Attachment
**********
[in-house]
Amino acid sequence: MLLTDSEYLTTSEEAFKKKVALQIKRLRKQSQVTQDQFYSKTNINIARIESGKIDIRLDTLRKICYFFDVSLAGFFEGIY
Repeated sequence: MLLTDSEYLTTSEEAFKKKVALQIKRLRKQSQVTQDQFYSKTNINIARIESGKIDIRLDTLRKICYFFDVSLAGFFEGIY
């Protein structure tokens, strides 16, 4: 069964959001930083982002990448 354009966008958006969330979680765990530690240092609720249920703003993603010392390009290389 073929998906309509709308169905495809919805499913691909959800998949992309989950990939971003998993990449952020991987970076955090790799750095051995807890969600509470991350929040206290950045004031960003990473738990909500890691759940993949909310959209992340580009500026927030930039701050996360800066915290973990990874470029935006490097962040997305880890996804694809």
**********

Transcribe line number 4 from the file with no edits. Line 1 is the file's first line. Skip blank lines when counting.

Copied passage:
């Protein structure tokens, strides 16, 4: 069964959001930083982002990448 354009966008958006969330979680765990530690240092609720249920703003993603010392390009290389 073929998906309509709308169905495809919805499913691909959800998949992309989950990939971003998993990449952020991987970076955090790799750095051995807890969600509470991350929040206290950045004031960003990473738990909500890691759940993949909310959209992340580009500026927030930039701050996360800066915290973990990874470029935006490097962040997305880890996804694809």